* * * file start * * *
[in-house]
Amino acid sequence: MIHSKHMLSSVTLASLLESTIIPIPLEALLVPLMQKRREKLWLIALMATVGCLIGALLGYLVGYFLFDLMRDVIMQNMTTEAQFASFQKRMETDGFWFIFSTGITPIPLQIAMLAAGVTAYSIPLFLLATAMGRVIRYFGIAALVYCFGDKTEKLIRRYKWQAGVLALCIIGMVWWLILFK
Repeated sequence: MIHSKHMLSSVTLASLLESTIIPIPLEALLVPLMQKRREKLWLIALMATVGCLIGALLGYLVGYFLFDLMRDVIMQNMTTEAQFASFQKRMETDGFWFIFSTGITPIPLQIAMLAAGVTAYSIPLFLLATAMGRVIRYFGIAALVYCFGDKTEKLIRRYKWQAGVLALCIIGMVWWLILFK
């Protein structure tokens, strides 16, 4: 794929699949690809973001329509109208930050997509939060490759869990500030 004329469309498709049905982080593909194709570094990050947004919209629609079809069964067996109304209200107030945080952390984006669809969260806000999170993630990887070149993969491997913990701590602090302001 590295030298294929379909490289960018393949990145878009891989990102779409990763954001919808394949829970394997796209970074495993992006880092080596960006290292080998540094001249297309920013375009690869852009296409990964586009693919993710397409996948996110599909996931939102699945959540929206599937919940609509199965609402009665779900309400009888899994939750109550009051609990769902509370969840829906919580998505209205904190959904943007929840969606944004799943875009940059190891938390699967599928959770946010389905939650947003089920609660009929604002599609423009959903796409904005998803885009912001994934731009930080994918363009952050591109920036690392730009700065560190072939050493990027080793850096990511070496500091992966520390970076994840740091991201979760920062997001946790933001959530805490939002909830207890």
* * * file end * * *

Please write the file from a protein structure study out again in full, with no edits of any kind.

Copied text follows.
[in-house]
Amino acid sequence: MIHSKHMLSSVTLASLLESTIIPIPLEALLVPLMQKRREKLWLIALMATVGCLIGALLGYLVGYFLFDLMRDVIMQNMTTEAQFASFQKRMETDGFWFIFSTGITPIPLQIAMLAAGVTAYSIPLFLLATAMGRVIRYFGIAALVYCFGDKTEKLIRRYKWQAGVLALCIIGMVWWLILFK
Repeated sequence: MIHSKHMLSSVTLASLLESTIIPIPLEALLVPLMQKRREKLWLIALMATVGCLIGALLGYLVGYFLFDLMRDVIMQNMTTEAQFASFQKRMETDGFWFIFSTGITPIPLQIAMLAAGVTAYSIPLFLLATAMGRVIRYFGIAALVYCFGDKTEKLIRRYKWQAGVLALCIIGMVWWLILFK
């Protein structure tokens, strides 16, 4: 794929699949690809973001329509109208930050997509939060490759869990500030 004329469309498709049905982080593909194709570094990050947004919209629609079809069964067996109304209200107030945080952390984006669809969260806000999170993630990887070149993969491997913990701590602090302001 590295030298294929379909490289960018393949990145878009891989990102779409990763954001919808394949829970394997796209970074495993992006880092080596960006290292080998540094001249297309920013375009690869852009296409990964586009693919993710397409996948996110599909996931939102699945959540929206599937919940609509199965609402009665779900309400009888899994939750109550009051609990769902509370969840829906919580998505209205904190959904943007929840969606944004799943875009940059190891938390699967599928959770946010389905939650947003089920609660009929604002599609423009959903796409904005998803885009912001994934731009930080994918363009952050591109920036690392730009700065560190072939050493990027080793850096990511070496500091992966520390970076994840740091991201979760920062997001946790933001959530805490939002909830207890």